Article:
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N2 - BACKGROUND: Opioids disrupt sleep and adenosine promotes sleep, but no studies have characterized the effects of opioids on adenosine levels in brain regions known to regulate states of arousal. Delivering opioids to the pontine reticular formation (PRF) and substantia innominata (SI) region of the basal forebrain disrupts sleep. In contrast, administering adenosine agonists to the PRF or SI increases sleep. These findings encouraged the current study testing the hypothesis that microdialysis delivery of opioids to the PRF or SI decreases adenosine levels in the PRF or SI, respectively. METHODS: A microdialysis probe was placed in the PRF of isoflurane anesthetized rats and perfused with Ringer's solution (control) followed by Ringer's solution containing morphine (0, 10, 30, 100, or 300 μm), fentanyl (100 μm), morphine (100 μm) and the adenosine deaminase inhibitor EHNA (100 μm), or naloxone (10 μm) and morphine (100 μm). Additional experiments measured adenosine levels in the SI before and during microdialysis delivery of morphine, fentanyl, and morphine plus EHNA. RESULTS: Morphine caused a significant (P < 0.05) concentration-dependent decrease in PRF adenosine levels. The significant decrease (-20%) in adenosine caused by 100 μm morphine was blocked by coadministration of naloxone. Fentanyl also significantly decreased (-13.3%) PRF adenosine. SI adenosine levels were decreased by morphine (-26.8%) and fentanyl (-27.4%). In both PRF and SI, coadministration of morphine and EHNA prevented the significant decrease in adenosine levels caused by morphine alone. CONCLUSIONS: These data support the interpretation that decreased adenosine levels in sleep-regulating brain regions may be one of the mechanisms by which opioids disrupt sleep.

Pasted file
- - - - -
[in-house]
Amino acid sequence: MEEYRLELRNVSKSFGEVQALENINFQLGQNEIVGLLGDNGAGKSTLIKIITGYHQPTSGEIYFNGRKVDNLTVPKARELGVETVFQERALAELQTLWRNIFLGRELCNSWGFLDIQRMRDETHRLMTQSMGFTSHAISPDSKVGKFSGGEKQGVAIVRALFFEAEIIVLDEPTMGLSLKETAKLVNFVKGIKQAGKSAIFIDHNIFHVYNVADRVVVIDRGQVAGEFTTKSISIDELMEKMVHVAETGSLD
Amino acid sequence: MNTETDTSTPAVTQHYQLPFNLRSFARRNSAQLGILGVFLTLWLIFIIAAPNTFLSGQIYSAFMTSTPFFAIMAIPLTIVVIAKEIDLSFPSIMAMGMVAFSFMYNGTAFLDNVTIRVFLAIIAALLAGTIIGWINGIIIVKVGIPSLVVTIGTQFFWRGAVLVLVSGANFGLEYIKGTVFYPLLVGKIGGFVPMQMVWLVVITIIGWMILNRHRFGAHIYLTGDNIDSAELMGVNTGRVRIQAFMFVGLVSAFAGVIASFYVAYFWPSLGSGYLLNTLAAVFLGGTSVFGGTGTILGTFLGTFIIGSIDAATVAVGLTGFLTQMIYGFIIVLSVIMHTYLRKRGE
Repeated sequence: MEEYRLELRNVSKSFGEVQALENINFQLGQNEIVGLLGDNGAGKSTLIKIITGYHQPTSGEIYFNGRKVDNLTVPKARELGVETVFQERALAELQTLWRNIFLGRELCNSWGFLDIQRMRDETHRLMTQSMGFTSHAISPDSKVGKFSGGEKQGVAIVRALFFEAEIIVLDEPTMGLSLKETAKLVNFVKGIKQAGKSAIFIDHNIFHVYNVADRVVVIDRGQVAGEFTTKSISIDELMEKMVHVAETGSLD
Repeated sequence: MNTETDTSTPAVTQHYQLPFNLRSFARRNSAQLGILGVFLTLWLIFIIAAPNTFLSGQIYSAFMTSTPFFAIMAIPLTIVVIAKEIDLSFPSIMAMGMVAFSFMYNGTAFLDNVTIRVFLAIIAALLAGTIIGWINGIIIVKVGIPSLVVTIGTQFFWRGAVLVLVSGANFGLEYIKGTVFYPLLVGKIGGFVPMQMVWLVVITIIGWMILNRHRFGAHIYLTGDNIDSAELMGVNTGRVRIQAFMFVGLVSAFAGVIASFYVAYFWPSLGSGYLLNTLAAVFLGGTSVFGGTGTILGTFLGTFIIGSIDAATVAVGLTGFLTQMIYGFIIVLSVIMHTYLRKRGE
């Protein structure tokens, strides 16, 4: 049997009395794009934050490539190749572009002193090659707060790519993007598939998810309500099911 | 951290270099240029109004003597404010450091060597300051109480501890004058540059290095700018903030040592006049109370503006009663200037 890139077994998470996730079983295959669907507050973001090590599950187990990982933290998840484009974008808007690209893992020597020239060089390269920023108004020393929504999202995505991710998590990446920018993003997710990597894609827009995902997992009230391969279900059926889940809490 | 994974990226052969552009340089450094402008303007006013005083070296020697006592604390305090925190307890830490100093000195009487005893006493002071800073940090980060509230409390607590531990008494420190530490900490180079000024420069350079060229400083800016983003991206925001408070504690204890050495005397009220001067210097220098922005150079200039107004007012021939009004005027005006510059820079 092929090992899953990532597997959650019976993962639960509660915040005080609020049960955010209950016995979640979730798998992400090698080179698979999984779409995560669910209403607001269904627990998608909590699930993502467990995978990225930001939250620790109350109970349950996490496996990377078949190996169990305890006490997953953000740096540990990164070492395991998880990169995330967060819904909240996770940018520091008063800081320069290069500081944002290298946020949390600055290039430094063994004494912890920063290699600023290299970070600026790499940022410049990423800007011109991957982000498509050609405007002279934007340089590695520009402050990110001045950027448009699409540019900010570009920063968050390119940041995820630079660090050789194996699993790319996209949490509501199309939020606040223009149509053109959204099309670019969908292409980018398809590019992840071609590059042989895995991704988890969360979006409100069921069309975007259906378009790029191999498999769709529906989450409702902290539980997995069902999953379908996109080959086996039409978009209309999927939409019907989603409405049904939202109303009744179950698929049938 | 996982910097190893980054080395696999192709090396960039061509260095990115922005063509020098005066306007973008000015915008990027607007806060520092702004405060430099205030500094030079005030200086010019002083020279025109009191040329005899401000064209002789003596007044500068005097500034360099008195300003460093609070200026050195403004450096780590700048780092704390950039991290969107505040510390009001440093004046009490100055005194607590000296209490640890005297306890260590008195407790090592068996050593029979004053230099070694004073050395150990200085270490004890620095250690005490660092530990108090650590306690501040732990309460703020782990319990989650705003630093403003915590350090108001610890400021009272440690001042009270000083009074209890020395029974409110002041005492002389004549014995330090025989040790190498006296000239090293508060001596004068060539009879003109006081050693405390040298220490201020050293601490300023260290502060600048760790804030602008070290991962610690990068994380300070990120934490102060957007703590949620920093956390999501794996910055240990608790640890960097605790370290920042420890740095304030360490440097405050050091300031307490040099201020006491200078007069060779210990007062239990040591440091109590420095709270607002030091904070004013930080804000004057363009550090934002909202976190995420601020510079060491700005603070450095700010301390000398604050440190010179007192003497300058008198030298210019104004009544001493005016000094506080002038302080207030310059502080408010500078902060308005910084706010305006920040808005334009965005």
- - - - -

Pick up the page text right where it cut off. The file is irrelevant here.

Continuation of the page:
AB - BACKGROUND: Opioids disrupt sleep and adenosine promotes sleep, but no studies have characterized the effects of opioids on adenosine levels in brain regions known to regulate states of arousal. Delivering opioids to the pontine reticular formation (PRF) and substantia innominata (SI) region of the basal forebrain disrupts sleep. In contrast, administering adenosine agonists to the PRF or SI increases sleep. These findings encouraged the current study testing the hypothesis that microdialysis delivery of opioids to the PRF or SI decreases adenosine levels in the PRF or SI, respectively. METHODS: A microdialysis probe was placed in the PRF of isoflurane anesthetized rats and perfused with Ringer's solution (control) followed by Ringer's solution containing morphine (0, 10, 30, 100, or 300 μm), fentanyl (100 μm), morphine (100 μm) and the adenosine deaminase inhibitor EHNA (100 μm), or naloxone (10 μm) and morphine (100 μm). Additional experiments measured adenosine levels in the SI before and during microdialysis delivery of morphine, fentanyl, and morphine plus EHNA. RESULTS: Morphine caused a significant (P < 0.05) concentration-dependent decrease in PRF adenosine levels. The significant decrease (-20%) in adenosine caused by 100 μm morphine was blocked by coadministration of naloxone. Fentanyl also significantly decreased (-13.3%) PRF adenosine. SI adenosine levels were decreased by morphine (-26.8%) and fentanyl (-27.4%). In both PRF and SI, coadministration of morphine and EHNA prevented the significant decrease in adenosine levels caused by morphine alone. CONCLUSIONS: These data support the interpretation that decreased adenosine levels in sleep-regulating brain regions may be one of the mechanisms by which opioids disrupt sleep.